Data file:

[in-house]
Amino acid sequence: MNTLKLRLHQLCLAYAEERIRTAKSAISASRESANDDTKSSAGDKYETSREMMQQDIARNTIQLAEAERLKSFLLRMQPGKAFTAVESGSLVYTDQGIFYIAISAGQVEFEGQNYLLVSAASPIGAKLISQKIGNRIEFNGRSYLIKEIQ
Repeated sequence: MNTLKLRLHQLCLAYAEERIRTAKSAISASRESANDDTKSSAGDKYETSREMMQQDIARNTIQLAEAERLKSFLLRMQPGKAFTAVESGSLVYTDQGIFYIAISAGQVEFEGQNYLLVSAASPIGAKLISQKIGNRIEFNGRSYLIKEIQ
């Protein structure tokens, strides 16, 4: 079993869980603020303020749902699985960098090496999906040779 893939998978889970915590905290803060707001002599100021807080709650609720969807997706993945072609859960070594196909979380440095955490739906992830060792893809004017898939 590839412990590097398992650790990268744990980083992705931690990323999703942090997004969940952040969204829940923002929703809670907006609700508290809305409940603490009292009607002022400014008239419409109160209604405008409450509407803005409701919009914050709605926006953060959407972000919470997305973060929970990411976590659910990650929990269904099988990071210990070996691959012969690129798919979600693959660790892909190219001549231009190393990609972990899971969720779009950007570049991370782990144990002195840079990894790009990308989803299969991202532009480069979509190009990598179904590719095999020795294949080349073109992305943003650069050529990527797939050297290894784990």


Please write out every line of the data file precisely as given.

[in-house]
Amino acid sequence: MNTLKLRLHQLCLAYAEERIRTAKSAISASRESANDDTKSSAGDKYETSREMMQQDIARNTIQLAEAERLKSFLLRMQPGKAFTAVESGSLVYTDQGIFYIAISAGQVEFEGQNYLLVSAASPIGAKLISQKIGNRIEFNGRSYLIKEIQ
Repeated sequence: MNTLKLRLHQLCLAYAEERIRTAKSAISASRESANDDTKSSAGDKYETSREMMQQDIARNTIQLAEAERLKSFLLRMQPGKAFTAVESGSLVYTDQGIFYIAISAGQVEFEGQNYLLVSAASPIGAKLISQKIGNRIEFNGRSYLIKEIQ
């Protein structure tokens, strides 16, 4: 079993869980603020303020749902699985960098090496999906040779 893939998978889970915590905290803060707001002599100021807080709650609720969807997706993945072609859960070594196909979380440095955490739906992830060792893809004017898939 590839412990590097398992650790990268744990980083992705931690990323999703942090997004969940952040969204829940923002929703809670907006609700508290809305409940603490009292009607002022400014008239419409109160209604405008409450509407803005409701919009914050709605926006953060959407972000919470997305973060929970990411976590659910990650929990269904099988990071210990070996691959012969690129798919979600693959660790892909190219001549231009190393990609972990899971969720779009950007570049991370782990144990002195840079990894790009990308989803299969991202532009480069979509190009990598179904590719095999020795294949080349073109992305943003650069050529990527797939050297290894784990």